She noted that this summer, John Kerry represented the Biden campaign in a unity council bringing together climate progressives like Rep. Alexandria Ocasio-Cortez and Sunrise Executive Director Varshini Prakash with more centrist voices around a shared climate platform.

“While this unity council strengthened Biden’s climate plan significantly around timeline and accountability for the fossil fuel industry, continued reliance on fracked gas, nuclear power, and Carbon Capture and Storage (CCS) remains a concern,” she said.

She also noted that is “part of a growing movement to demand Biden keep fossil fuel ties out of his cabinet and administration, and take swift and immediate action for a just transition off fossil fuels.” For the Biden-Harris administration, this means:

  • Keep fossil fuels in the ground, including honoring Indigenous rights and stopping the Keystone XL pipeline for good; ending fossil fuel leasing on public lands; and ending fracking;
  • Hold billionaires and polluters accountable for the climate crisis;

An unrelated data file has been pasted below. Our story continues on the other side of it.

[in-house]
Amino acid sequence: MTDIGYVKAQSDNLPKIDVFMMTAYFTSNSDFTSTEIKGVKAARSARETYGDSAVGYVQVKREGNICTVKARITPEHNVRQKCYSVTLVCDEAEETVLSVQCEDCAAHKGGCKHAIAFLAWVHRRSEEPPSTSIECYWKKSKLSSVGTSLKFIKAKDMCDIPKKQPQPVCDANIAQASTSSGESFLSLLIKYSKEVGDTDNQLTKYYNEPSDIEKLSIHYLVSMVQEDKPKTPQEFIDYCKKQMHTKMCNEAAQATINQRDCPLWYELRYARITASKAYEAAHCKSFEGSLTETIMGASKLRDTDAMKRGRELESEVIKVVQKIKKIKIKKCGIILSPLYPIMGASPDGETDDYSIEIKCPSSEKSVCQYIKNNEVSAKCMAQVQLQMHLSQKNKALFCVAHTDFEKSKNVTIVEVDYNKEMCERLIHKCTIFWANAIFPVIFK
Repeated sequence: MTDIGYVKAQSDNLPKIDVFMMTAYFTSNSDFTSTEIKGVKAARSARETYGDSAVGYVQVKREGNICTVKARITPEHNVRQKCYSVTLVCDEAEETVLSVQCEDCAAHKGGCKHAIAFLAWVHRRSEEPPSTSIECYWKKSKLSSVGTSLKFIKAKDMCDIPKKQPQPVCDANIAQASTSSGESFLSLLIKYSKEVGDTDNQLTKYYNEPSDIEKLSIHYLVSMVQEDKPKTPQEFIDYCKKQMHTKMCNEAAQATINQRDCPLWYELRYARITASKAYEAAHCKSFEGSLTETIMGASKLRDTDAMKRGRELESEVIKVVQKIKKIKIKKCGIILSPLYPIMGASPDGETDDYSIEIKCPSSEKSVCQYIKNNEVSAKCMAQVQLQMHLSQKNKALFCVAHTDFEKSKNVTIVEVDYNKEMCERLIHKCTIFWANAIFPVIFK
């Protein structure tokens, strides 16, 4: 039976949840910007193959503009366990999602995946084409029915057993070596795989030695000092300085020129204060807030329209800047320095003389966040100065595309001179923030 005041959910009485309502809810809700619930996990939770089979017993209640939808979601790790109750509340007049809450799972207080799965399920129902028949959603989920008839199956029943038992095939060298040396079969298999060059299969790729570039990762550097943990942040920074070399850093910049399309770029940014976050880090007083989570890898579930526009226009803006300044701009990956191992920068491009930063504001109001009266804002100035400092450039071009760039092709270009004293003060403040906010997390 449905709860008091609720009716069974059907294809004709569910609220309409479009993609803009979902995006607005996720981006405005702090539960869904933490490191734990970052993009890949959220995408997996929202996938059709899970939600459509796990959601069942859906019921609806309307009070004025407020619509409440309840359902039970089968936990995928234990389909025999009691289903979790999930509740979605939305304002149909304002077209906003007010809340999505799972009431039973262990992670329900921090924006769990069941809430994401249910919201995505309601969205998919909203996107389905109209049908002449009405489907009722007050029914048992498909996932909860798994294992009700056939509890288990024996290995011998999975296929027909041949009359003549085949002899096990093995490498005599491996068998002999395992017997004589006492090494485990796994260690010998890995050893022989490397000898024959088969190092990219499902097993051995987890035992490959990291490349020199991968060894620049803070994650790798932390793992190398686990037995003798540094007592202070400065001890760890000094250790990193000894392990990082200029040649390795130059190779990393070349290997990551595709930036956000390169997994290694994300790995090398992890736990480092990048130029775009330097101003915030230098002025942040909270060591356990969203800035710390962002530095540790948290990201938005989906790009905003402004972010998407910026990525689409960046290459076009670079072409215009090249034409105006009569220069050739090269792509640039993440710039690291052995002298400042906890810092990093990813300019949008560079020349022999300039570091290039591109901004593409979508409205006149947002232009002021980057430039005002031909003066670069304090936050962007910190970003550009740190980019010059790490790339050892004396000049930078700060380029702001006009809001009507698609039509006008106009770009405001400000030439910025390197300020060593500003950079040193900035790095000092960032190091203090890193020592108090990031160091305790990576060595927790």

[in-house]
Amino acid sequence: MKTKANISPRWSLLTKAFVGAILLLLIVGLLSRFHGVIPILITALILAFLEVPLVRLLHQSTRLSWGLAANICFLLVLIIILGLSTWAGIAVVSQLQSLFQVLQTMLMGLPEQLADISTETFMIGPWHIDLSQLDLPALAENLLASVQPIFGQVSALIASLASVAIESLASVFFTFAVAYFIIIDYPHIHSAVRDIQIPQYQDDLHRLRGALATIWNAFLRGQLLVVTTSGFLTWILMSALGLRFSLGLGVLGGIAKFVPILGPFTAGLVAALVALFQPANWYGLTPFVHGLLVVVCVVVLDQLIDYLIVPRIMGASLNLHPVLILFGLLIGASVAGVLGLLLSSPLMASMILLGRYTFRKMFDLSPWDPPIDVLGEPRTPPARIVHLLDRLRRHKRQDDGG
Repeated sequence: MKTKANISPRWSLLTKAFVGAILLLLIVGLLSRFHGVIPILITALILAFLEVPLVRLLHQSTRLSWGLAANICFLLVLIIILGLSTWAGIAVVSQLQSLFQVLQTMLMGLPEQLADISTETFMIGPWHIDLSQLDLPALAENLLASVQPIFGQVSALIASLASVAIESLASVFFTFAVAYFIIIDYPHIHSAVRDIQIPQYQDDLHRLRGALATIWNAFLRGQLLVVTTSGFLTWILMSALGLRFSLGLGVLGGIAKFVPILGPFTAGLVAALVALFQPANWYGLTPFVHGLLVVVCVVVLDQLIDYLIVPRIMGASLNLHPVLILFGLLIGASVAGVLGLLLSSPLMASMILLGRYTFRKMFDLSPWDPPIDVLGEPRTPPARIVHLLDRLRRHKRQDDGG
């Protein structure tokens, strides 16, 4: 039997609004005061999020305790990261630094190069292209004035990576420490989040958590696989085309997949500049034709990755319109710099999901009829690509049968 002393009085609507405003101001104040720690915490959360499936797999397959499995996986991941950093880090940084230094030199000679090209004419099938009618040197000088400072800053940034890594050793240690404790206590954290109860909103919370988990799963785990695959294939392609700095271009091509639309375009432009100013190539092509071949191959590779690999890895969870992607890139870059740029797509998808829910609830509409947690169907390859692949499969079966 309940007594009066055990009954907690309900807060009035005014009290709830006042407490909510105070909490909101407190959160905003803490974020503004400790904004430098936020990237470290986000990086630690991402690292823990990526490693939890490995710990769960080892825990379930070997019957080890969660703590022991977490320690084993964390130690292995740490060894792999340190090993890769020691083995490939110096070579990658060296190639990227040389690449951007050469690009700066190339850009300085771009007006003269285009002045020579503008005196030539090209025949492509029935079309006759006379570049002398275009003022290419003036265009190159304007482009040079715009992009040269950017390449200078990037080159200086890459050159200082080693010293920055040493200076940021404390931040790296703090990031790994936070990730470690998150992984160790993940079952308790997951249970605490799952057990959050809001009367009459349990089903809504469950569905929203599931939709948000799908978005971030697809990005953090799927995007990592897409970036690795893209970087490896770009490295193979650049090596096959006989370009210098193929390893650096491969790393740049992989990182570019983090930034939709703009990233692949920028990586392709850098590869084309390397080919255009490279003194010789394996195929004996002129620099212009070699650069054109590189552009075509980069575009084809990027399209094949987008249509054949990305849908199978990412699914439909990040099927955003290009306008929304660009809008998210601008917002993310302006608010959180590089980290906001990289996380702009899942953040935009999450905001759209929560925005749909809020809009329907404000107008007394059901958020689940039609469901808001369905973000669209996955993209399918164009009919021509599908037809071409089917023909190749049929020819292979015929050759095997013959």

• Immediately re-join the Paris agreement and commit to going far beyond its already-short commitments;
  • And fully back a Green New Deal roadmap that transitions us off fossil fuels, creates millions of good, union jobs, and builds a world where all of us are safe from climate disasters

On the other hand, Food & Water Action Executive Director Wenonah Hauter issued a statement saying the organization was “alarmed” by Biden’s Choice of Kerry:

“Having held cautious optimism that President-elect Joe Biden could be persuaded to take a bold, determined approach to tacking the climate crisis from day one, we are suddenly alarmed by his choice of John Kerry for climate czar. Kerry has been a long-time apologist for fossil fuel fracking, and a reliable promoter of false climate solutions like market-based carbon-trading schemes. Kerry’s proposals are tired ideas from years past that will do little or nothing to address our climate crisis, and will actually continue to place a disproportionate, unjust burden on vulnerable communities that have borne the brunt of fossil fuel pollution and climate impacts for decades now.

“Biden’s appointment of John Kerry is a clear indication that he is not yet motivated or prepared to adequately address the climate crisis with the seriousness it requires. We have our work cut out for us.”

In a tweet, the Indigenous Environmental Network said that they hope that Kerry focusing on stopping fossil fuel emissions at their source — and warned that frontline communities would “take him to task” if he doesn’t:

“While good 2 see @JoeBiden prioritize climate we hope @JohnKerry focuses on stopping emissions at source & not pander to the oil and gas industry with middle of the road climate policies. If he don’t, best believe our movement & frontline communities will take him to task.”